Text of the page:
Telemedicine is defined as “the use of electronic information and communications technologies to provide and support health care when distance separates the participants.” (National Academy of Sciences, 1996)

Our Menstrual Cycles: Seeing Red… The Right Way ; )

April Cycles Menstrual“Aunt Flo”… “That time of the month”… whatever you call it, or don’t call it for that matter, hugely affects our lives as women on a daily basis. (CLICK TO TWEET!!) That is because our menses is a part of our beautiful continuous cycle as women. Being aware of what we experience at different times of our cycles can allow us to care for ourselves preventively.

Making sure you are correctly counting the number days of your cycle is a good place to start. It can help with all kinds of things, from pregnancy prevention, or conception, to helping you to have a more pleasant menses, if you don’t currently experience one.  Also, if you see a natural health care practitioner, it can further help them help you with your health.  In my work, as a natural women’s health specialist, acupuncturist and herbalist, the information really helps me to understand more fully what’s going on with a woman’s overall health.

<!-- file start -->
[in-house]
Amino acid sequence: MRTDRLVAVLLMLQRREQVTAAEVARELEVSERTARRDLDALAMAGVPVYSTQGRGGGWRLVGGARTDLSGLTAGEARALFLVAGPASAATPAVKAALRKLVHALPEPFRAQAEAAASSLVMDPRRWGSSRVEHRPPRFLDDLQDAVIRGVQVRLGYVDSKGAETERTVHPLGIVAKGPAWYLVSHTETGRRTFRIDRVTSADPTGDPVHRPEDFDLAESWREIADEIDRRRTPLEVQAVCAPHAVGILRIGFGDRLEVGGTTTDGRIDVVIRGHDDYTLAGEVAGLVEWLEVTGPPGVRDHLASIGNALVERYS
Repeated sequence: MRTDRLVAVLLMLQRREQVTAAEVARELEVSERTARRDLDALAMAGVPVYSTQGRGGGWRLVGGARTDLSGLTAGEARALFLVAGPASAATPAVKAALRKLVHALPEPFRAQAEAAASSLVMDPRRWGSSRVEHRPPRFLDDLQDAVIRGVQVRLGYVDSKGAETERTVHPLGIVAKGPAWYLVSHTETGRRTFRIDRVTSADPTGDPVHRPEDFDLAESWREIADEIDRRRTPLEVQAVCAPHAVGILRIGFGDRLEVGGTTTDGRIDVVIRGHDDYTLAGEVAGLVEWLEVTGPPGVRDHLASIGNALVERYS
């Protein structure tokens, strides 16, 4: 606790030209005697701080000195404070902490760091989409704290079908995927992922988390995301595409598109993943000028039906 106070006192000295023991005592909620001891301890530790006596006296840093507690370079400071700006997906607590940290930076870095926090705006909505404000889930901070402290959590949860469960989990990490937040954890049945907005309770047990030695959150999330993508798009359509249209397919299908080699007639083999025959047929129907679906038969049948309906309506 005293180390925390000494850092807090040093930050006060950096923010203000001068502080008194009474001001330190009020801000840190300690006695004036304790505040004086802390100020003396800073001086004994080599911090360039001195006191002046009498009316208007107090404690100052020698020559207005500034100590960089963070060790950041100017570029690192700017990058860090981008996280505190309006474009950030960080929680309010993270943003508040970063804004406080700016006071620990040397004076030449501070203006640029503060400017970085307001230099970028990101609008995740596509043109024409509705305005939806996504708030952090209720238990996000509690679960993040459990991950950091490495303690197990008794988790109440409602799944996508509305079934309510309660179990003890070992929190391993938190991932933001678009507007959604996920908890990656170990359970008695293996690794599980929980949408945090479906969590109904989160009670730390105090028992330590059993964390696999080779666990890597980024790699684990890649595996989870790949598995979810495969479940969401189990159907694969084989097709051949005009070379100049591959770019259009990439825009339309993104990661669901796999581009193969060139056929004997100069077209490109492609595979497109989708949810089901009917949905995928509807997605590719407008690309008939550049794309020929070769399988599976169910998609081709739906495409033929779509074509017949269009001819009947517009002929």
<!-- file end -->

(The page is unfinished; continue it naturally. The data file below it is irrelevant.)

To count your cycle correctly, you start with the first day of bleeding as day 1.  You count each day of bleeding from there. So, if you the first day you began to bleed was on a Monday, and your cycle continued until Friday, you would have say that you bled for 5 days, (Monday 1, Tuesday 2, Wednesday 3, Thursday 4, Friday 5). Now in terms of the frequency of your cycle, you would continue counting until the next time you began to bleed again, making that first day of bleeding, your new day 1. So, let’s say, the first day of bleeding happened on Sunday, March 1st. It stopped on Thursday, March 5th, and the next time you bled was Saturday March 28th. We would say, you had a 28-day cycle.

There are plenty of ways to track your menstrual cycle, from apps to cycle beads to using a pen and paper calendar.  It doesn’t really matter which one you use, as long as it works for you because that means you are more likely to track it consistently, which is most important.  Click here for guide to a healthy cycle and check back in for this month’s ovulation blog, “Ovulation as a Cycle”.

Love being a woman,

Dr. Danett

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